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Neighborhood Spotlight: Compton’s grit sees it through challenging times

From its beginnings in the late 1860s, Compton has always been a place that has tested its residents, whether through natural disaster or societal ills.

The first settlers in the region arrived here in desperate straits. They came from Stockton, where the Gold Rush was going bust, looking for a place to put down stakes and make a living outside the collapsing gold mining industry.

They set up camp near the halfway point of the stretch of the L.A. River that ran from the pueblo to sea, a swampy region crisscrossed by creeks and subject to floods, one of which promptly deluged the nascent settlement soon after its founding.

This less-than-propitious beginning, combined with the fact that the nearest general stores were a hard 10-mile ride away and, as the city’s official history puts it, “gathering firewood required a three-day trip to the mountains near Pasadena,” might have put off most settlers.

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The founders of the city of Compton, however, were not to be dissuaded by the hostility of the natural environment or lack of local resources. They gritted their teeth and set about building a town that incorporated as a city in 1888, just the eighth in Los Angeles County.

Despite the regular flooding that swamped the city as recently as 1962, Compton thrived in the 1920s, an era that saw the opening of the Compton Airport and Compton Junior College, and the growth of a bustling downtown business and retail district.

Much of that progress was undone in 1933, as the Long Beach earthquake devastated Compton, collapsing buildings across the city and killing nearly 120 across Southern California. Again, residents rolled up their sleeves and rebuilt.

In the late 1960s, Compton began to face perhaps its biggest challenge as the city, which had become home to many African Americans following the reversal of Southern California’s racially discriminatory housing laws, began to lose its middle-class residents to nearby communities such as Carson.

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A general lack of economic opportunity caused by the deindustrialization of South Los Angeles, combined with the devastating effects of the crack cocaine epidemic, led to a skyrocketing crime rate in the 1980s and ’90s.

Out of that turmoil arose one of the most important musical movements in American history, as such groundbreaking rap artists as N.W.A began to document the conditions in Compton.

The success of those pioneering acts laid the groundwork for a string of breakout rappers who have emerged from the city, a tradition carried on by contemporary greats such as Grammy Award-winning Kendrick Lamar.

Today’s Compton, while still facing economic headwinds, enjoys a much-reduced crime rate and is in the process of rebuilding its commercial and industrial sectors.

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Neighborhood highlights

Hub city: Compton’s location in the geographic center of the Los Angeles region and its proximity to freeways and the Metro Blue Line make it a choice location for commuters.

Farm life: For those looking for a semirural lifestyle in the heart of the city, Compton’s Richland Farms neighborhood offers a rare opportunity to raise crops and horses.

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Grassroots: Like their forebears, today’s Compton residents have taken it upon themselves to help improve their city, as epitomized by groups such as the Compton Initiative and Unearth and Empower Communities.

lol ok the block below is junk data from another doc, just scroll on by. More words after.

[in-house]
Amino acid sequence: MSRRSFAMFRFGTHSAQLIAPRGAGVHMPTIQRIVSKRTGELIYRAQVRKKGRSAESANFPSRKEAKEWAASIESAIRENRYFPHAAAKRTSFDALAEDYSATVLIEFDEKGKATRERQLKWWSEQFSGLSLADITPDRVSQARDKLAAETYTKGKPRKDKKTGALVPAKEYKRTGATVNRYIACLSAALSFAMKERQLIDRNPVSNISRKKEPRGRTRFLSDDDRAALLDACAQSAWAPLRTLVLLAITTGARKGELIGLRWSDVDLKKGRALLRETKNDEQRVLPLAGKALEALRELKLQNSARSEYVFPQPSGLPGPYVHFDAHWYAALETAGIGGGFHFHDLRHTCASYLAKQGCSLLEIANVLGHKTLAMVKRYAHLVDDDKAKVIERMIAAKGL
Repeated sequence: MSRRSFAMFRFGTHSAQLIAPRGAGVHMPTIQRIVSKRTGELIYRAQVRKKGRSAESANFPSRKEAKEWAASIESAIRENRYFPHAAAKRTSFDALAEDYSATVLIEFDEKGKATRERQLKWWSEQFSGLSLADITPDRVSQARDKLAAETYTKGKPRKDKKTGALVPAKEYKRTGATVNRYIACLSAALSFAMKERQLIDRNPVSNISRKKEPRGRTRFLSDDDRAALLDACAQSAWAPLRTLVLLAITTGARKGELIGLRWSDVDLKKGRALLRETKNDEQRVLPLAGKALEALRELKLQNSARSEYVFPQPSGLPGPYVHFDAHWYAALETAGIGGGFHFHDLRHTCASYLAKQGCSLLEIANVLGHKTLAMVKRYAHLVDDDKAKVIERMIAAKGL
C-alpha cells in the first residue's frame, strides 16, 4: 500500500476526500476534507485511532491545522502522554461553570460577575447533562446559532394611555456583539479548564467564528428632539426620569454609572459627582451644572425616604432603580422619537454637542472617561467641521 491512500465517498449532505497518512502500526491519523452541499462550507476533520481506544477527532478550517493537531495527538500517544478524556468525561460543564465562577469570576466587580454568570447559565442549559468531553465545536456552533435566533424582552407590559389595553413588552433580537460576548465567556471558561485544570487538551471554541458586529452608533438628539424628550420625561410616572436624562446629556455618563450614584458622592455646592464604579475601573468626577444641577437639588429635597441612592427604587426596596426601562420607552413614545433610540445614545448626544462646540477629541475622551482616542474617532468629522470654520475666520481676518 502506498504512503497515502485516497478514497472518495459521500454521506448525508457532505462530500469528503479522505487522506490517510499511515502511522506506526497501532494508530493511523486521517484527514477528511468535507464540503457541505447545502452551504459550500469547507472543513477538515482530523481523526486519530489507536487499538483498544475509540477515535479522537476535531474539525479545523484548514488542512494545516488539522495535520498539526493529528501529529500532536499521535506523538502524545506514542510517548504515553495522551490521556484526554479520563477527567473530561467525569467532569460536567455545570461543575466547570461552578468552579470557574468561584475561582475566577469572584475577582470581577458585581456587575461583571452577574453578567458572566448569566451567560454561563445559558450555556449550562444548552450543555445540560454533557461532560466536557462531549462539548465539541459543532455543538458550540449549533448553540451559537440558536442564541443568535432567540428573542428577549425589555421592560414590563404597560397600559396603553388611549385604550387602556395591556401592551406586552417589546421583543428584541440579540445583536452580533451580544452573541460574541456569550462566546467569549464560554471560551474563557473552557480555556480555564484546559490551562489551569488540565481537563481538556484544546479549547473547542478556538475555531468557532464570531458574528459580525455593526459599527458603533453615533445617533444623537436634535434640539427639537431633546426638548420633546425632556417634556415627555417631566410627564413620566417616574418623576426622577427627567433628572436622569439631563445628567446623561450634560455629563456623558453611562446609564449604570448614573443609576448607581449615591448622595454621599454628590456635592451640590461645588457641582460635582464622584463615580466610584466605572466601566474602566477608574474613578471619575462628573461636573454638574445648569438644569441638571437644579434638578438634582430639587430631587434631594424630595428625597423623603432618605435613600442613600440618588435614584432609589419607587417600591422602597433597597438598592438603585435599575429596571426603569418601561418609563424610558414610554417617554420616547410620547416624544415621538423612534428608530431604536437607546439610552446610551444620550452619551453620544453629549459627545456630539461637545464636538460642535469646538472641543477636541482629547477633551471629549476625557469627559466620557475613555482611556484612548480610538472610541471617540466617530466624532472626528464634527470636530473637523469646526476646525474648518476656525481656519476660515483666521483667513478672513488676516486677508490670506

Neighborhood challenge

A long road back: Although Compton has made great strides in recent years, the challenges it faces in terms of bringing investment and opportunity to the city are real, and entrenched.

Expert insight

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Maya Anderson, who’s been selling homes in Compton for seven years, said the city’s consistent home prices have fostered a community of long-term residents.

“You won’t find many houses selling for more than $500,000 here, and that’s a good thing,” Anderson said. “It’s helped the city avoid the gentrification that’s plagued other areas.”

She said many of her clients are first-time home buyers who’ve lived in the area most of their lives, and the $300,000-$400,000 price tags make home ownership a possibility for people who’d be stuck renting in other areas.

“The City Council is relatively business-friendly, so neighborhood staples can flourish, and new restaurants will pop up every once in a while,” Anderson said. She noted that two quintessential spots are Loreto’s Fried Turkey and La Doña Tamalería.

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Market snapshot

The majority of Compton fits into three ZIP Codes. On the west side, 90220, based on 33 sales, the median sales price for single-family homes in March was $395,000, up 18.8% year over year, according to CoreLogic.

On the east side, 90221, based on 20 sales, the median single-family home sold for $397,000, up 13.3% year over year. In 90222, the north side, based on 21 sales, the median home sold for $360,000, up 2.6% year over year.

Report card

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Compton holds 24 public schools within its boundaries. Of those, Laurel Street Elementary scored the highest on the 2013 Academic Performance Index, at 898. Other bright spots are Tibby Elementary, at 873, and Jefferson Elementary, at 865.

The area’s two largest high schools, Dominguez High and Compton High, scored 613 and 606, respectively.

Times staff writer Jack Flemming contributed to this report.

hotproperty@latimes.com

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